Risk-takers are smarter

November 30, 2015
Science Daily/SINTEF
Do you often take chances and yet still land on your feet? Then you probably have a well-developed brain.
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The researchers employed a driving game in which participants were awarded points according to the level of risk they were willing to take.
Credit: Image courtesy of SINTEF

This surprising discovery has been made as part of a project studying the brains of young male high and low risk-takers. The tests were carried out at the University of Turku in Finland under the direction of SINTEF, using both the Functional Magnetic Resonance Imaging (fMRI) and Diffusion Tensor Imaging (DTI) techniques to measure activation-related and structural correlates of risky behaviour, respectively.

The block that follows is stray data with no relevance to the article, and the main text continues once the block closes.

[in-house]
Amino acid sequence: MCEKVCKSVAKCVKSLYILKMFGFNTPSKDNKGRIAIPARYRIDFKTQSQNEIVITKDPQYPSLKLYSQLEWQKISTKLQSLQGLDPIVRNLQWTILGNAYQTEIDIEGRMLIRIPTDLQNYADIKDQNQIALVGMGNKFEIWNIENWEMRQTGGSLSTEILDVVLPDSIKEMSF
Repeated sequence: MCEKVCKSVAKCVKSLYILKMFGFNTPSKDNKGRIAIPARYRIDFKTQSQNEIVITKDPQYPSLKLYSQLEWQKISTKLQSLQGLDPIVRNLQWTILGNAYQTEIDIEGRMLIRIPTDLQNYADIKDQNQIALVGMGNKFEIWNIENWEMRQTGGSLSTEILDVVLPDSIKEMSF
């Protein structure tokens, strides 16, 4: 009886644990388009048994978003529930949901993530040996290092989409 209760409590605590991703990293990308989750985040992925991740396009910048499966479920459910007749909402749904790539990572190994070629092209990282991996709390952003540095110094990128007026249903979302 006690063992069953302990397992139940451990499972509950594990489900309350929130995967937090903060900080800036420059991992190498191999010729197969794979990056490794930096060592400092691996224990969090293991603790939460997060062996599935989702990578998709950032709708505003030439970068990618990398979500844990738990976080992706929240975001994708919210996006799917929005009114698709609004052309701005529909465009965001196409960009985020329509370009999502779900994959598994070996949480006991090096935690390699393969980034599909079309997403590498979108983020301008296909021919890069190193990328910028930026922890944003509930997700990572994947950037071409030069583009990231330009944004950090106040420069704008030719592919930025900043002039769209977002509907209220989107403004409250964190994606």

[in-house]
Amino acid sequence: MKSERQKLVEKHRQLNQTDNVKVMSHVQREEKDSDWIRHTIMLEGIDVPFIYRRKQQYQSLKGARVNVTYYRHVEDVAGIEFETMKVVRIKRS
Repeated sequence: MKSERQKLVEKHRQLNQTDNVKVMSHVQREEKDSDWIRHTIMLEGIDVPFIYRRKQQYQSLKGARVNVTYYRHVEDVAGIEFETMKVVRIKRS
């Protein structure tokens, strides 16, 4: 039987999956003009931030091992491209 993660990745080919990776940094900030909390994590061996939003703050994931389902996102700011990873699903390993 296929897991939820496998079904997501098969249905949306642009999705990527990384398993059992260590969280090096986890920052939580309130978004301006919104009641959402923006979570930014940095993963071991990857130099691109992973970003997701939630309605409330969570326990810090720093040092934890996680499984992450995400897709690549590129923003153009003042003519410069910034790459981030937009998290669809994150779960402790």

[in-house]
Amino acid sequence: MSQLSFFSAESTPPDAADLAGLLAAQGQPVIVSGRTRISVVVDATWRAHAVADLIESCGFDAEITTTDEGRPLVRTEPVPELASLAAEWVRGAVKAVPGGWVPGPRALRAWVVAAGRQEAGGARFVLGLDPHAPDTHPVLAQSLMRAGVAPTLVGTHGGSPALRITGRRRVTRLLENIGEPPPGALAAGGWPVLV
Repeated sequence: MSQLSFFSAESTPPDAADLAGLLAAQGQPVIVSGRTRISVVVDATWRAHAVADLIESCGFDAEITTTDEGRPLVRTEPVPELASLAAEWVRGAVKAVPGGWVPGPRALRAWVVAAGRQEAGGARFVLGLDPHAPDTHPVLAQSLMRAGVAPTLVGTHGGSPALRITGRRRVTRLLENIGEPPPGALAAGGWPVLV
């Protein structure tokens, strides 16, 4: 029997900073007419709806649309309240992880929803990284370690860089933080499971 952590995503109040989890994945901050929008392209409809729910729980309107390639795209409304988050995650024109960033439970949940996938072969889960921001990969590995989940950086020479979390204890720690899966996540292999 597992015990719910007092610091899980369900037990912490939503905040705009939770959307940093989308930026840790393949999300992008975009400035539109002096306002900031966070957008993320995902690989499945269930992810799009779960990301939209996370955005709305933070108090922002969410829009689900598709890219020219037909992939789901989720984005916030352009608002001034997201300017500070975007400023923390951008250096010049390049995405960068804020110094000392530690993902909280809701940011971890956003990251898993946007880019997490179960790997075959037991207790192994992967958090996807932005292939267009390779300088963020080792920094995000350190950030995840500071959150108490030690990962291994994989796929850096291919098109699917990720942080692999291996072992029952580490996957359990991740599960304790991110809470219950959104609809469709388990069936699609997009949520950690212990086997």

The aim of the project was to investigate the decision-making processes within the brains of 34 young men aged 18 or 19. Based on psychological tests, they were divided into two groups of low and high risk-takers, respectively.

"We expected to find that young men who spend time considering what they are going to do in a given risk situation would have more highly developed neural networks in their brains than those who make quick decisions and take chances," says SINTEF researcher and behavioural analyst Dagfinn Moe. "This has been well documented in a series of studies, but our project revealed the complete opposite," he says.
 

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